Some of Lancaster County’s 1,026 bridges may be repaired or replaced sooner than expected as Pennsylvania learned Friday it will receive an additional $327 million this year for a federal bridge improvement plan.

The program comes from the Infrastructure Investments and Jobs Act passed by Congress and enacted by President Joe Biden last year, often referred to as the infrastructure bill.

Over five years, the commonwealth will receive $1.6 billion in federal funding for the bridge program.

It’s the third-most of any state, with Pennsylvania leapfrogging Texas and Florida for more bridge money despite having a smaller population.

That’s because the funding formula considers the conditions of bridges of each state, Washington D.C. and Puerto Rico. Pennsylvania holds the dubious distinction of having the second-most bridges rated in poor condition with 3,353.

“We are an older state, we do have older infrastructure, and every year about 250 bridges across the state move into the category of what we refer to as ‘poor,” said Acting Deputy Secretary Mike Keiser at a Friday press conference at Columbia River Park highlighting the new federal funding.

In December, federal officials announced the share of dollars states will receive this year for nine other infrastructure-bill programs, from highway resurfacing to railway improvement, to carbon reduction. The commonwealth will receive a total of about $2.2 billion for those other programs.

The $1.2 trillion package received some Republican support in Congress, but in the Senate, Democrat Bob Casey voted in favor and Republican Pat Toomey voted against it. Republican U.S. Rep. Lloyd Smucker also voted no. Both Toomey and Smucker criticized the bill’s spending levels.

On Friday, state officials highlighted the $80 million rehab of the Veterans Memorial Bridge that runs over the Susquehanna River, built in 1930. Both Lancaster and York counties have prioritized the project as a linchpin for the further revitalization of the Columbia-Wrightsville area as a tourism and outdoors destination.

The four-year project, which includes the first major rehabilitation of the bridge since the 1980s, is scheduled to begin construction next year. It will also better connect popular bike trails on both sides of the river via a bike lane on the bridge.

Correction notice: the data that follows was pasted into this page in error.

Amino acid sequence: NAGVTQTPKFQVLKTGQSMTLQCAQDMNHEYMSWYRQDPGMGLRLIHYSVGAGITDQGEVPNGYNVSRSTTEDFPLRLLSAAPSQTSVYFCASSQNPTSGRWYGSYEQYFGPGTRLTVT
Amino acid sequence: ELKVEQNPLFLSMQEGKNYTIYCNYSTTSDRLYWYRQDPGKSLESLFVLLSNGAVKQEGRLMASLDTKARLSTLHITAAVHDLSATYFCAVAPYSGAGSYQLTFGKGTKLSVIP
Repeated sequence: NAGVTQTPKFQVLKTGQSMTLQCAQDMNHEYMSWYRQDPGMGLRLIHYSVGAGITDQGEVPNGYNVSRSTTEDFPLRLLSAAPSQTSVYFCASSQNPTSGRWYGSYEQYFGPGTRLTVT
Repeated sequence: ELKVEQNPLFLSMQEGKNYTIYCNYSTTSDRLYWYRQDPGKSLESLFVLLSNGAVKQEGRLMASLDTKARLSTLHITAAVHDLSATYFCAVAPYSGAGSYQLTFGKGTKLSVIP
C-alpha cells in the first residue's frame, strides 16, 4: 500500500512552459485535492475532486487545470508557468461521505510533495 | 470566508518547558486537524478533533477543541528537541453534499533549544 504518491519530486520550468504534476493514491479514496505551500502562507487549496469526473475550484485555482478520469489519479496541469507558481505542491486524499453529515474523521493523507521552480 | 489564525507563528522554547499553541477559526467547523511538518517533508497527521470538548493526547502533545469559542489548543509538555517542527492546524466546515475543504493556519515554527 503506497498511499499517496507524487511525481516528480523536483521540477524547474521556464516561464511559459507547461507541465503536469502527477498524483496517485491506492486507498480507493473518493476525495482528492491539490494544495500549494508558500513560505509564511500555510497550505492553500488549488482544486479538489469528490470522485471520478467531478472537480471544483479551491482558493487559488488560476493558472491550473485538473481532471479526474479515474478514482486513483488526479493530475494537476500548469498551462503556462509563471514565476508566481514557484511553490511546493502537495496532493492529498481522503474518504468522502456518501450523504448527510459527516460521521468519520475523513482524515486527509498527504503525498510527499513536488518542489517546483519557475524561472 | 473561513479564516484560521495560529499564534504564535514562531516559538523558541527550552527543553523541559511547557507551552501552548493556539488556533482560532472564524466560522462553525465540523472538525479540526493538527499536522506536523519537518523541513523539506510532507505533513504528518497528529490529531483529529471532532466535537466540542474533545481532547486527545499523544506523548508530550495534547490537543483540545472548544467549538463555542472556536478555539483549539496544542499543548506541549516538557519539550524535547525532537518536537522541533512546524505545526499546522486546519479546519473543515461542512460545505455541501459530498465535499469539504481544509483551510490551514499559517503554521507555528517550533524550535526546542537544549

“This area is going to be transformed because people are going to be traveling nationally to go to this,” said Lori Yeich, a central region manager at the Department of Conservation and Natural Resources, after the press event Friday. The ability to bike or walk across the bridge and access trails and attractions on both sides of the river will draw more people to the area, particularly in the summer, she said.

That timeline for the Veterans Memorial Bridge hasn’t been sped up or otherwise affected by the additional bridge improvement money, Keiser said Friday, but the additional bridge money will allow state and local officials to tackle more projects for the next five years – the duration of the infrastructure bill.

It’s still too early to say how many bridge projects transportation officials may tackle in Lancaster County in the next year or two, thanks to the additional funding.

According to the Pennsylvania Department of Transportation, 135 bridges in the county are rated poor, about 13% of all bridges. The majority, 579 bridges, in the county are rated fair, while 312, less than a third of total bridges in the county, hold the top rating, good.

The most trafficked bridges with a rating of poor include the bridge over Amtrak tracks on Roherstown Road in Manheim Township, and two Route 30 bridges: one in East Lampeter Township that runs over a Pequea Creek tributary and another in Salisbury Township going over Houston Run.

A rating of poor includes bridges that have some more advanced signs of deterioration but are still safe to use.

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